tion. Manual labor is always essential, to be sure
but manual labor alone does not now produce, nor
has It ever produced, much more than « mere
minimum of subsistence. All of the Increment in
production which has made the modern world pos
sible is due to the directing faculty. to capacity
to organize, to manage and to apply. These powers
and capacities operate both through labor and
through capital. Therefore, to attempt to si bstl-
StelhS mob for the people.' manual labor for labor
in all Its forms and economic equality for liber >
is to destroy all those Institutions and accomplish
ments upon which mans progress r^ a f. I res t ro < i *'-r
thre.; thousand years and which man m progress
a-urtns; that period has developed and applied in so
*IffieHmuve M oiS!e" dlv'Ucl authors' Into two
elaases— qul agitent le mond- et eras qul ? le
clvllisent So v- may divide statesmen and leaders
of public opinion into those who dlsturt the world
and those who advance Us civilization The touch
stone will be their attitude toward wealth. It I s
wealth-accumulated possessions of value in »•«*"
or immediate needs-that makes "etaure powible.
and with leisure comes genuine human lrt ins. cU-
Ilization. The world wants more wealth. "»l »«?■
To al-n to destroy wealth, to make jta accumuU
don Impossible or personally «^ a f79 a "ffi£S.ilr
to disturb and distress the world and. ultimatel..
every one in it. To seek to promote wealth to
secure Its just distribution and its proper us^ is to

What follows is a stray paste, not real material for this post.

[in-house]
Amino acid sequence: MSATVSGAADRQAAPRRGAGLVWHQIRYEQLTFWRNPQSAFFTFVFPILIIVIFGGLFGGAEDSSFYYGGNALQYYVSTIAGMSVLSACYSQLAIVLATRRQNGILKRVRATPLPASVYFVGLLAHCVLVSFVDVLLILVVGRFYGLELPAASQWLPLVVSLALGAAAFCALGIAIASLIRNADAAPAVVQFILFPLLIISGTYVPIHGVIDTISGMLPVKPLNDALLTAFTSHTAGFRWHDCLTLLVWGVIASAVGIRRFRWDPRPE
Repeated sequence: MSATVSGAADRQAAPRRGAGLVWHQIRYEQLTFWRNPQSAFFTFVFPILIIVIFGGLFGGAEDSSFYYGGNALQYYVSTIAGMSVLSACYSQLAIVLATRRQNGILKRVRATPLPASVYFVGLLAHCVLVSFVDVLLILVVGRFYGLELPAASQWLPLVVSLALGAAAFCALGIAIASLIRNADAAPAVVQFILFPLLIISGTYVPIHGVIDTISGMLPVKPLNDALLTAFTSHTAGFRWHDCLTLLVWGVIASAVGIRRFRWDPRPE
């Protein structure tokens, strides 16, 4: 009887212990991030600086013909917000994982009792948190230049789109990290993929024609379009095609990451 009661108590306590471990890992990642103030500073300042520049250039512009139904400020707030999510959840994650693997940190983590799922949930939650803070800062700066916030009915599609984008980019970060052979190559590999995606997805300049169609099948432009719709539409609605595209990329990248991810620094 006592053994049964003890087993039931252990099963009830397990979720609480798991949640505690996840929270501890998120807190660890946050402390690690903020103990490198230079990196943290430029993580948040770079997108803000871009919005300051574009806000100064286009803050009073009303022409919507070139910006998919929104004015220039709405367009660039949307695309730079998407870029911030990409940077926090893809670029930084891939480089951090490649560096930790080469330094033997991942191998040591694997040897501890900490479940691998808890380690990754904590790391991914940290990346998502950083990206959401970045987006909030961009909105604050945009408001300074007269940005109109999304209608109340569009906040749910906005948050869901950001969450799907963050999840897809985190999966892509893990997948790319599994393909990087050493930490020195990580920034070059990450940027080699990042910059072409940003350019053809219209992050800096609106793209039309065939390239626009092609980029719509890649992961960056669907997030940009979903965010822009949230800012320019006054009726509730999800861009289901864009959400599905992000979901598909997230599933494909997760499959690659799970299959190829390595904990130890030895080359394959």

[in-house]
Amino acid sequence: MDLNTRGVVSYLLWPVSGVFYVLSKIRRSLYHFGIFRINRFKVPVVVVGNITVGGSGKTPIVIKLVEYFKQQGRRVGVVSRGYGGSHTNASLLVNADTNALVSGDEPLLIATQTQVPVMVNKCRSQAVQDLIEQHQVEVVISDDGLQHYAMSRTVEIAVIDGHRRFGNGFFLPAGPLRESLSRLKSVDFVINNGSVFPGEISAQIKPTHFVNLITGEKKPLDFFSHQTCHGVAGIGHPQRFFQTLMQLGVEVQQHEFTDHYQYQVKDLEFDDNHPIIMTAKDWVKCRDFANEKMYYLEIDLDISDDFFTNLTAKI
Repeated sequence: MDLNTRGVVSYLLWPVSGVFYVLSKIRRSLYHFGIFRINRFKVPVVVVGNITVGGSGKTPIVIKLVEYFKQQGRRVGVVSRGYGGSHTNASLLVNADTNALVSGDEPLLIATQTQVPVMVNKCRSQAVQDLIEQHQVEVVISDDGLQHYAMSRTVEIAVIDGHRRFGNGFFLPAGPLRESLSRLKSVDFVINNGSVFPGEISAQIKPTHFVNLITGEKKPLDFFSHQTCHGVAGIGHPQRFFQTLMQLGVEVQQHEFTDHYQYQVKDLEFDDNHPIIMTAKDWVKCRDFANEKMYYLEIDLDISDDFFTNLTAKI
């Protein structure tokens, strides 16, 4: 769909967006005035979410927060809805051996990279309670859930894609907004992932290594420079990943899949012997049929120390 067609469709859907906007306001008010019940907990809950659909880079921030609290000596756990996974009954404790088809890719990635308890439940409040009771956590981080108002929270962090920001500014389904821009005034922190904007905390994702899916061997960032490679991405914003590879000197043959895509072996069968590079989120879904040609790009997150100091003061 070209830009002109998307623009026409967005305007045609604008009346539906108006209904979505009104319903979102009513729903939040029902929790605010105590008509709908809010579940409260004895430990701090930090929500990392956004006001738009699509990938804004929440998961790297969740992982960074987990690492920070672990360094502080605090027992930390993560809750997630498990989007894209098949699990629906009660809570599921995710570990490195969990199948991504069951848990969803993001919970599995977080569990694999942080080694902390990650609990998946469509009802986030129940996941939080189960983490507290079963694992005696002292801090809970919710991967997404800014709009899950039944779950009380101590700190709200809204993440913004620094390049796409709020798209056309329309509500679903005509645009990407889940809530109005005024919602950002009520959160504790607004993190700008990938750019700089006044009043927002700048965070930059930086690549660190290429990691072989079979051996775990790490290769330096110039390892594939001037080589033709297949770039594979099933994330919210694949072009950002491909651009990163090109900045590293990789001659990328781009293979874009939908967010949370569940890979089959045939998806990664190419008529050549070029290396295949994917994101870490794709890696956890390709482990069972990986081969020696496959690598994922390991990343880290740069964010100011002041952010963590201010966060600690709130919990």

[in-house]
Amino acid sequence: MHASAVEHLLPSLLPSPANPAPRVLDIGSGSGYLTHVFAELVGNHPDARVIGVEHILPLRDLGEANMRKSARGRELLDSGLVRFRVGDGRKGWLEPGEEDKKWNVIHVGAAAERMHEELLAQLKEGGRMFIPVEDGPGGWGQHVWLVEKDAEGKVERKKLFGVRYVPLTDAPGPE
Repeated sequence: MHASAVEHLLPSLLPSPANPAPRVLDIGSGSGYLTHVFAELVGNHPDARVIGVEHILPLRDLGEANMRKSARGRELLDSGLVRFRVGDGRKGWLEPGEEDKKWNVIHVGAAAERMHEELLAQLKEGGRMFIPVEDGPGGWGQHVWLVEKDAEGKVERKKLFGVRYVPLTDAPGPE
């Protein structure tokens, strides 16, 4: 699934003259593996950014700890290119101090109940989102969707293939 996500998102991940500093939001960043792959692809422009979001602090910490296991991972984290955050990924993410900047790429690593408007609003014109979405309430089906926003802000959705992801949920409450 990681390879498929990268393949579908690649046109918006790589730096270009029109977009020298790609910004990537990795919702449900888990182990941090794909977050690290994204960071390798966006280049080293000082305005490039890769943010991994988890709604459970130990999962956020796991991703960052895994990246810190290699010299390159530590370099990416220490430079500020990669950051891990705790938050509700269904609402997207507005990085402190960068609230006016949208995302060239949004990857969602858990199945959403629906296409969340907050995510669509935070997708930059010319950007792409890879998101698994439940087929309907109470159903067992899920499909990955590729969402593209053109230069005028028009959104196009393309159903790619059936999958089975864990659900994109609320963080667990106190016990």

advance the worlds civilization. ft is not money
much leu wealth; which Is the root of evil, but
the love of money. The cruel lust for gain, which
stifles every -:i-r-:.us Instinct ;nd all desire for
Justls>. Is the despicable thing. <. id that Is a purely
personal characteristic which nc law can reach.
Nothing but a Fense of honor and decency, an ap
precU?lon of true values and a genuinely moral
view of life Will cure that distressing and pain
fully contagious disease.
The hurest antidote to the mob and Its violence
and nassion Is to secure, in orderly and legal
form," after due consideration and discussion, tne
prompt and effective execution of the people s will
and to gi\e voice to the peopled judgments and
aspirations. This raises some Interesting <jut,-s
la sv own form of goveramsnt ther« ore «stab
H3 II 0 fi:l ? i ""Ilft Sfl
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lished three independent i>ut co-operating powers
and agencies lor representing the people and for
executing their will— the executive, the legislative
and the Judicial ugfcncy. Koch Immediately repre
sents the people In Its own way and in it* own
sphere, and tnat sohere is and should remain In
violate. Somehow 01 other the curious notion baa
been bpread abroad that th.- leglslati agency.
the members of which are chosen at abort inter
vals and by small constituencies, more fully ami
directly represents the people than does either the
executive 01 the judicial branch of the govern
ment Members of the legislative branch «.>!' the
government have themselves actively spread
abroad this notion both by words and by acts.
it is, however, not only untrue m theory, but It la
ludicrously falsified by the facts. As matters are
to-day, and as they have been f'>r a generation
past, the Congress of th? United States, the !>gls
lative branch or iii.- nitn.nal government, is far
inferior to the executive and tin- judicial branches
us ;i direct ami effective representative of th.- will
v.iii purpose of the people of the United States.
It is primarily the President and the Supreme